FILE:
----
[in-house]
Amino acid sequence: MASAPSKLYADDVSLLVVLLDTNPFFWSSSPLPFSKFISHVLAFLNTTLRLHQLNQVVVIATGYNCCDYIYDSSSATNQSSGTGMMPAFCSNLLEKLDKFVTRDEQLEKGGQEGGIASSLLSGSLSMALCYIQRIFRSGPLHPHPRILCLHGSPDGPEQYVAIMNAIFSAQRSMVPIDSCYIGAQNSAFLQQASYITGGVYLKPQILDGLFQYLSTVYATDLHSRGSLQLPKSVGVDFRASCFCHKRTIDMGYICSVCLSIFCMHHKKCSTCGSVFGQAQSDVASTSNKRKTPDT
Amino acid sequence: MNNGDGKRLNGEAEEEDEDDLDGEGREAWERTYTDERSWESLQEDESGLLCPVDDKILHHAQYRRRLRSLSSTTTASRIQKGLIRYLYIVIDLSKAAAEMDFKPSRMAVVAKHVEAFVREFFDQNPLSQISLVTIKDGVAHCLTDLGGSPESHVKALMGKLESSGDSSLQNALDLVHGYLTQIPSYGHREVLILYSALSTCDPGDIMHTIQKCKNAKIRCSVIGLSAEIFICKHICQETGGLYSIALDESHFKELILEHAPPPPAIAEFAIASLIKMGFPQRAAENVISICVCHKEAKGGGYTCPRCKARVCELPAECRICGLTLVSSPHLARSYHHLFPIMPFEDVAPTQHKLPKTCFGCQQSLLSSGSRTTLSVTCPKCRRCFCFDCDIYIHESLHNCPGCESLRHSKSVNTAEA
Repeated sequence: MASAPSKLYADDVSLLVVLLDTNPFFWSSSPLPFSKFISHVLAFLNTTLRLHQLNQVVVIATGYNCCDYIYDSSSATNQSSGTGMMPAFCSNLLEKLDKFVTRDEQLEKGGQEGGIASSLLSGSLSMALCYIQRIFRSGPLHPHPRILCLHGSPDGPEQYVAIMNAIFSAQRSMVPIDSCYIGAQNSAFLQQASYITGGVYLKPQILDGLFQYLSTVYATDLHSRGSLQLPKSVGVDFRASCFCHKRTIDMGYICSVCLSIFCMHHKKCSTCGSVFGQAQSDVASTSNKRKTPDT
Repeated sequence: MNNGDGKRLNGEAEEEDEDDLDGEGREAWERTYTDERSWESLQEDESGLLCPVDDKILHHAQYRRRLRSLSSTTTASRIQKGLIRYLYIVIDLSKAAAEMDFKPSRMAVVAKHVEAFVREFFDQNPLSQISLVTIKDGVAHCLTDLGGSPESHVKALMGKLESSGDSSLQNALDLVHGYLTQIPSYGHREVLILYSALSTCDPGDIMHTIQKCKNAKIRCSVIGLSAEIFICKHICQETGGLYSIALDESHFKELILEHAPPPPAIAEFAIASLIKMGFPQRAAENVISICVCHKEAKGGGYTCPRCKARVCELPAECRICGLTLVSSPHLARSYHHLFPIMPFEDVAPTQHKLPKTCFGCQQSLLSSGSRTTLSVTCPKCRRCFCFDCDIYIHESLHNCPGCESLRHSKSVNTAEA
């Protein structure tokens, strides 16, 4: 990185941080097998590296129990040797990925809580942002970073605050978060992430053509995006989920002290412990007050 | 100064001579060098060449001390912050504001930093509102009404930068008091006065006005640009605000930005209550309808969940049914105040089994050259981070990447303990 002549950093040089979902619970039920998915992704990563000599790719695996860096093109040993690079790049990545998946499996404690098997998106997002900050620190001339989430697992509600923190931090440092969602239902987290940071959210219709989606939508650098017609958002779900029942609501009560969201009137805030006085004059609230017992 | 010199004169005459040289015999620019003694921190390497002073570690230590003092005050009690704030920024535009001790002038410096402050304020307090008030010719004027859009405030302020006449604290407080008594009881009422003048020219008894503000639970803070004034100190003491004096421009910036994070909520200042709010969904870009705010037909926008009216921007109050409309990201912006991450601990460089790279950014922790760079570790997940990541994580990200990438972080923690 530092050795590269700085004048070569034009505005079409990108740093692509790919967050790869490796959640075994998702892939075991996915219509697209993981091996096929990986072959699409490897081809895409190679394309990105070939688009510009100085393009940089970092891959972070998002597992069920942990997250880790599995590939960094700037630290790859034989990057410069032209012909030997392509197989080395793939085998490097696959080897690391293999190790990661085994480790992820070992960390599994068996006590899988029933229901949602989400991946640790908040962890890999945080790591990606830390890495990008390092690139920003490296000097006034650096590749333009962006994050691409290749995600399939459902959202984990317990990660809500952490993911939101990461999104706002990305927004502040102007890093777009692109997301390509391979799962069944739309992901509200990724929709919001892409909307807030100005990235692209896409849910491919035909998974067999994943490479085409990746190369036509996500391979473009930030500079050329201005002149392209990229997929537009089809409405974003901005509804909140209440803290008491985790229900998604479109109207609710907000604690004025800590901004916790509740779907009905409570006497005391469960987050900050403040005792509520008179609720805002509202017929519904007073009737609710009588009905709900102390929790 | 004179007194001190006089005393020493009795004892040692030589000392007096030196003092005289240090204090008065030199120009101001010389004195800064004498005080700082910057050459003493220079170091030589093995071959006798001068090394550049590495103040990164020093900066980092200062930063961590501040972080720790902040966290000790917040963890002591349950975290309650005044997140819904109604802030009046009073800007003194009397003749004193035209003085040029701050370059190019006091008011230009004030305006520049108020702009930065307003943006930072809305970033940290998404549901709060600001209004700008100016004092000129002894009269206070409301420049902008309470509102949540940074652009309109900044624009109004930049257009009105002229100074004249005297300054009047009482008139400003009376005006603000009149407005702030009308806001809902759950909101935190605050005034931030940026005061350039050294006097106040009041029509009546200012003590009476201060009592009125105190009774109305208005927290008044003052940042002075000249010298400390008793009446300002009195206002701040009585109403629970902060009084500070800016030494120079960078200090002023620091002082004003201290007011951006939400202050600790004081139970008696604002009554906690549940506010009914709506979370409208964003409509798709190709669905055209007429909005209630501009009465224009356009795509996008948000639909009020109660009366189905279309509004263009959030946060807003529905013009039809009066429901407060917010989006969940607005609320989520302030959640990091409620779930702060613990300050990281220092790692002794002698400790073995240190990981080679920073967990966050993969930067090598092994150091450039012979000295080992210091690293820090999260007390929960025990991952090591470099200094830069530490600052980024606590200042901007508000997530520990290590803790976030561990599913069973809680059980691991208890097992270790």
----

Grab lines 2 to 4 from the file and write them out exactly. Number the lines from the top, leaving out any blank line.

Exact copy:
Amino acid sequence: MASAPSKLYADDVSLLVVLLDTNPFFWSSSPLPFSKFISHVLAFLNTTLRLHQLNQVVVIATGYNCCDYIYDSSSATNQSSGTGMMPAFCSNLLEKLDKFVTRDEQLEKGGQEGGIASSLLSGSLSMALCYIQRIFRSGPLHPHPRILCLHGSPDGPEQYVAIMNAIFSAQRSMVPIDSCYIGAQNSAFLQQASYITGGVYLKPQILDGLFQYLSTVYATDLHSRGSLQLPKSVGVDFRASCFCHKRTIDMGYICSVCLSIFCMHHKKCSTCGSVFGQAQSDVASTSNKRKTPDT
Amino acid sequence: MNNGDGKRLNGEAEEEDEDDLDGEGREAWERTYTDERSWESLQEDESGLLCPVDDKILHHAQYRRRLRSLSSTTTASRIQKGLIRYLYIVIDLSKAAAEMDFKPSRMAVVAKHVEAFVREFFDQNPLSQISLVTIKDGVAHCLTDLGGSPESHVKALMGKLESSGDSSLQNALDLVHGYLTQIPSYGHREVLILYSALSTCDPGDIMHTIQKCKNAKIRCSVIGLSAEIFICKHICQETGGLYSIALDESHFKELILEHAPPPPAIAEFAIASLIKMGFPQRAAENVISICVCHKEAKGGGYTCPRCKARVCELPAECRICGLTLVSSPHLARSYHHLFPIMPFEDVAPTQHKLPKTCFGCQQSLLSSGSRTTLSVTCPKCRRCFCFDCDIYIHESLHNCPGCESLRHSKSVNTAEA
Repeated sequence: MASAPSKLYADDVSLLVVLLDTNPFFWSSSPLPFSKFISHVLAFLNTTLRLHQLNQVVVIATGYNCCDYIYDSSSATNQSSGTGMMPAFCSNLLEKLDKFVTRDEQLEKGGQEGGIASSLLSGSLSMALCYIQRIFRSGPLHPHPRILCLHGSPDGPEQYVAIMNAIFSAQRSMVPIDSCYIGAQNSAFLQQASYITGGVYLKPQILDGLFQYLSTVYATDLHSRGSLQLPKSVGVDFRASCFCHKRTIDMGYICSVCLSIFCMHHKKCSTCGSVFGQAQSDVASTSNKRKTPDT